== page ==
The United Kingdom has suspended travel from Portugal by saying the threat of the new Nepal variant of the coronavirus is behind their decision.
What is the new variant and should we be concerned?
What is the new variant?
The so-called Nepal COVID variant is a mutation of the Delta variant, first identified in India. There are thousands of variants of coronavirus but public health experts focus only on those that have worrying mutations or are showing signs of being dangerous.
These are called “variants under investigation” or “variants of concern”. According to World Health Organisation (WHO), there is no Nepal variant under investigation or variant of concern. Delta, or the Indian variant, remains a “variant of concern”.
The virus spread to Nepal and while the country does very little genomic sequencing, the variants that were identified included a case of the Delta variant, which carried a mutation called K417N. This has become known as the ‘Nepal variant’.
British transport secretary Grant Shapps said the UK removed Portugal from the travel green list because of rising positivity rates and “a sort of Nepal mutation of the Indian variant that’s been detected”.
What does the WHO say?
Interestingly, the WHO has not yet officially recognised the discovery of K417N. The global agency said it was “not aware of any new variant of SARS-CoV-2 being detected in Nepal”. Nepal’s health ministry also says it has no knowledge of any new variant originating in the nation.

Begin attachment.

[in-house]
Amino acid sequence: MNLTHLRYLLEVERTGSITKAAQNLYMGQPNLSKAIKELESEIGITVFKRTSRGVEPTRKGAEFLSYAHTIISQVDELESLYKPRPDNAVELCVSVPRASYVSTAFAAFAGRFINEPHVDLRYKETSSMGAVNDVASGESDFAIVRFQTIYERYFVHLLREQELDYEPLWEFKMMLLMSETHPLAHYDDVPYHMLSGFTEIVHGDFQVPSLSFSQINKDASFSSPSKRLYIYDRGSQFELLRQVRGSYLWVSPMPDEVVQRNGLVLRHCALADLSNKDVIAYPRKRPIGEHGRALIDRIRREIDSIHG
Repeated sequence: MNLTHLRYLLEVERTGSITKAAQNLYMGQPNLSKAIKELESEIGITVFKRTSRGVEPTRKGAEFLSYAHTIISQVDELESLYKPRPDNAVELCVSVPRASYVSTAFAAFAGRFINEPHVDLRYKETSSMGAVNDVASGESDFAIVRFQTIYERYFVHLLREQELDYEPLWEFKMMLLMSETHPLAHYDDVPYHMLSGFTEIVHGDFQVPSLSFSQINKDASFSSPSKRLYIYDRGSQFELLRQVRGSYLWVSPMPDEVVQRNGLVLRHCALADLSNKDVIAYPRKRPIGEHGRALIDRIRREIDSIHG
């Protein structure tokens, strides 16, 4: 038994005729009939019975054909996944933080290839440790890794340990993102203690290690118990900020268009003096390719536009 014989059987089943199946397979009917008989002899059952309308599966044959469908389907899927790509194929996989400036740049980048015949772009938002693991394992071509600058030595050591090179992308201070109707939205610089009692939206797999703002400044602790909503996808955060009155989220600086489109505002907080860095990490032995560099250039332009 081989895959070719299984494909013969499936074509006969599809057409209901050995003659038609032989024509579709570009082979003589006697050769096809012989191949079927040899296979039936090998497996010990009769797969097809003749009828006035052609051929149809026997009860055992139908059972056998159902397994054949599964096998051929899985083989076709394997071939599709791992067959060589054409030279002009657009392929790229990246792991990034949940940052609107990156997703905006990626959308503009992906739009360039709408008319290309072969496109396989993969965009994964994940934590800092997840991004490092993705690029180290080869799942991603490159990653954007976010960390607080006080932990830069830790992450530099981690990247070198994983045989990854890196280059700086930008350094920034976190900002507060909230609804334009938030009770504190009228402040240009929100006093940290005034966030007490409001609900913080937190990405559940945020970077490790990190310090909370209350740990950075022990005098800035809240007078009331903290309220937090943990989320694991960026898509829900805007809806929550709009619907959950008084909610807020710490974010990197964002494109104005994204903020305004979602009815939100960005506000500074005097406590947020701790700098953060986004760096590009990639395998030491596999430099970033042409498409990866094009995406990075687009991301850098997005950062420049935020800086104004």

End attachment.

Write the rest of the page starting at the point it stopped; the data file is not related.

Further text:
The UK has offered genomics expertise to help other countries identify new COVID-19 variants. It has launched the New Variant Assessment Platform and has offered laboratory capacity and advice to analyse new strains of coronavirus.
Samples of the Delta variant with this extra change have been reported in about 90 cases worldwide. Of these, 12 cases were spotted in Portugal, 36 in the UK, 12 in the US and four in India.
Should we be concerned?
This change to the virus’s spike protein is also seen in the Beta or South African variant. It is thought to be part of why that variant is more resistant to vaccines.
Scientists are always assessing data on whether the vaccines currently available will be effective against any new variant. The ones currently being rolled out are expected to provide some protection against new strains of COVID-19.
Experts are also confident that in the event any of the vaccines prove to be less effective against one or more variants, it will be possible to change their composition and improve efficacy.
If a distinctive set of changes, or variant, appears to be spreading better, making people sicker or resisting vaccines, then it will be upgraded to being a “variant of concern”. This hasn’t happened with the mutation identified in Nepal so far.